Coughing Calvesgreenspun.com : LUSENET : Countryside : One Thread
I have checked the index and don't know if my new herd is in trouble. I am a complete newbie at this thing. I have five 350lb heifers that we purchased 9 days ago. A couple of them are coughing (a deep unproductive cough sound). They are all upright, alert, and are grazing/drinking ok. I really don't have a way to check their temp. They are a little shy of humans so far. Should I be worried enough to contact the vet or wait and see. Your sage advise is appreciated.
-- Gunner (email@example.com), April 12, 2002
Do you let them stay outside or do you pen them up in a dusty barn or corrall at night? Penned up calves are so prone to respiratory crud...tell thsat to the SPCA who think they need to be closed in a humid dusty vector riddled barn at night.
Are you sure that they are not just hacking up a cud to chew?
Did you do any receiving medicating/worming when you took posession?
Are their eyes clear or are they runny? Noses snotty?
If the cough is quite intermittant and deep belly born, then it may just be that they are good cud chewers.
-- Oscar Will (firstname.lastname@example.org), April 12, 2002.
Oscar, Thanks for the reply. They were given a broud spectrum of preventative meds at the place I bought them. It was called STARVAC. I'm not completely sure at this time what all it entailed. I failed to keep the pamplet that covered what was included. When I read over it at the time, it appeared to cover a most of the normal bovine maladies. They are kept outside on pastures. Eyes are clear. One had a slighly greenish colored discharge from the nose. Thanks!
-- Gunner (email@example.com), April 13, 2002.
Just a thought if you call the vet the first thing he/she will want is to get the calves temp. I'd try to get some gates set up as a corral and see if you can't get them calm enough (with feed?) to come in. At least if you start now and they get worse you've got a better chance to catch them. Do they cough a lot?
-- Ross (firstname.lastname@example.org), April 13, 2002.
If it were me, and since you noticed some nasal discharge, also due to the recent "move" I would go ahead and treat them. Shipping fever, pneumonia, etc. is not uncommon, also due to the stress of a new environment their immune systems where probably compromised to some extent(understandably). I'd worm them while I was at it, some parasites show resp. symptoms, also it's spring and a good idea. At that weight they aren't bred, so Ivomec inj. and LA200. But they are skiddish, and I'm assuming injections would be tricky. ;-) The wormer you can get orally panacure/fenbendizole, ivermectine would both be ok. or the pour on Ivomec(Eprinex). As to the antibiotic...you're stuck with injection(oops sorry pun) I'm afraid and that's most likely what they need. A chute would be good. LOL. Manhandling that size heiffer is possible, but not that fun. On a positive note, they usually come around fairly quickly in my experiance. Getting drug around the pasture is great exercise too! heh heh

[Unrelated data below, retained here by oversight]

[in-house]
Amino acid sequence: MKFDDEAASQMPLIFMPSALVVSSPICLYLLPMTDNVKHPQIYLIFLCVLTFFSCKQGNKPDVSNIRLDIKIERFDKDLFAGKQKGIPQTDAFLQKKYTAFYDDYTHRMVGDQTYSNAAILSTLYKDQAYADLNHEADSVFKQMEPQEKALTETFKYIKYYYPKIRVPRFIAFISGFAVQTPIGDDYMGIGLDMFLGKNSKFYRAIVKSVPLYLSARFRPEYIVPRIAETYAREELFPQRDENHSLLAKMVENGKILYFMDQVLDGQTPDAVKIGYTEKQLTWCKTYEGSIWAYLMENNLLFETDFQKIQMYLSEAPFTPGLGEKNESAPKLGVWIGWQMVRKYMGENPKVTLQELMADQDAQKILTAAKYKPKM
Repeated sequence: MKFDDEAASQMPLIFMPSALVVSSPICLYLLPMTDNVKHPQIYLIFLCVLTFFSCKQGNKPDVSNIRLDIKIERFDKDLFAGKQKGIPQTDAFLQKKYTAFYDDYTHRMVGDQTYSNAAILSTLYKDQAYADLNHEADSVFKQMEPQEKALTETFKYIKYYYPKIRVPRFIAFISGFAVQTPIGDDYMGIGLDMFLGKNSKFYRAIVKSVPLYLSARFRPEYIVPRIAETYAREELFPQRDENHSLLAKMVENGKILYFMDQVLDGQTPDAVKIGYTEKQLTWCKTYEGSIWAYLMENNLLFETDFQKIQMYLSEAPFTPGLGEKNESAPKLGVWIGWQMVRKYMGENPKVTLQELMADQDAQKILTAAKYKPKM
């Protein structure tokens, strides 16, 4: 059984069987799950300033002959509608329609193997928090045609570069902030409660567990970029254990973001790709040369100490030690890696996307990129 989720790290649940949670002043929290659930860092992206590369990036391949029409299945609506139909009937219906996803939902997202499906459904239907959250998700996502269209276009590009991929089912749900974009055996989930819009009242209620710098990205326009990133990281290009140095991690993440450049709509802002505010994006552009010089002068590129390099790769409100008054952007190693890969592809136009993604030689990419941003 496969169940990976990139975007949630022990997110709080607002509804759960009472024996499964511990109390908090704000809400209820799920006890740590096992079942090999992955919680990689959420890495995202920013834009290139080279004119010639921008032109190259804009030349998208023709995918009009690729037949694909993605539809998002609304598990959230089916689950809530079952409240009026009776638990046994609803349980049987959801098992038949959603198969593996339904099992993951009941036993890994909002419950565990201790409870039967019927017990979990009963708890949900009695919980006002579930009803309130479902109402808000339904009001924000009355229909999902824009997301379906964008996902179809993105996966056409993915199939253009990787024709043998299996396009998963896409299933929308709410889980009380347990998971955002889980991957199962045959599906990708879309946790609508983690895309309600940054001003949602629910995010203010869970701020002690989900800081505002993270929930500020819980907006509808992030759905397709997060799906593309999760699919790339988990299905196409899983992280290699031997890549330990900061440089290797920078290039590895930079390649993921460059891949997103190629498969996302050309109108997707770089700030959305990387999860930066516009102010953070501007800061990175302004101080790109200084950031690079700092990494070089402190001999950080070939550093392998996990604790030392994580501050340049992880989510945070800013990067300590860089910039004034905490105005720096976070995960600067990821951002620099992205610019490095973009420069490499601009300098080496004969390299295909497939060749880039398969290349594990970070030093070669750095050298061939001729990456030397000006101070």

I guess if I where you I'd be thinking about some kind of place to do minimal herd work....sooner or later you will probably need it...?
The symptoms don't seem that excessive, so waiting a bit probably wouldn't hurt either. Hope this helps, just my 2 cents.
-- Patty (SycamoreHollow1@aol.com), April 13, 2002.
Lots of good ideas here...however.....if you call the vet every time some beast farts or coughs, you will go broke and be further away from self sufficiency than ever before.
Animals have an amazing self healing mechanism if you reduce stress and keep good nutrion on them. Looks like they were well backgrounded before yo received them, but yo might think about some antirespiratory shot if you have the notion. if you don't hacve a working facility yet, you need top put something together for the sake of your own sanity and the peace of your cattle. A head gate and some sort of chute might be in order if yo are going to do this regularly. If you are handy and can weld and all this stuff is a breeze to make.
Let me repeat, most domestic animals are not snivelling weaklings like most humans who run to the doctor every timne they wake up with a head ache. Cattle are resiliant as all heck if you let them live outdoors on good feed. Still you will need or want to intervene at times and so you need a facility for that...for the vet too unleess you want to pay 80 plus bucks an hour for someoe to chase aftger your animals.
Green snot ismeaningless unless it is copious and regular. If I called the vet every time I saw green snot...heck if I injected an antibiotic every time I saw green snot, I woud be broker than Enron and well...I am not.
-- Oscar Will (email@example.com), April 13, 2002.
Thank you all for your wonderful insight, suggestions, and concern. I am taking the wait and see approach, and they seem to be doing better (fingers crossed)! I'll keep a close eye on them. Thanks again!!!
-- Gunner (firstname.lastname@example.org), April 14, 2002.
Gunner, We recently bought two calves which developed similar cough as yours. Ours were eating fine as well. After a few days we noticed one was acting depressed so we finally checked it's temp. and it was 103. We called a friend and he gave us some antibodics. They continued to have a fever and we switched to Han - Pen G. The fever continued so we recently swiched to a different drug. We puchased these calves from a neighbor we have been getting information from him. Just some of our experiences. We are new at this and only that it was deceiving until we take the temps. Good Luck!!
-- Mike (email@example.com), April 14, 2002.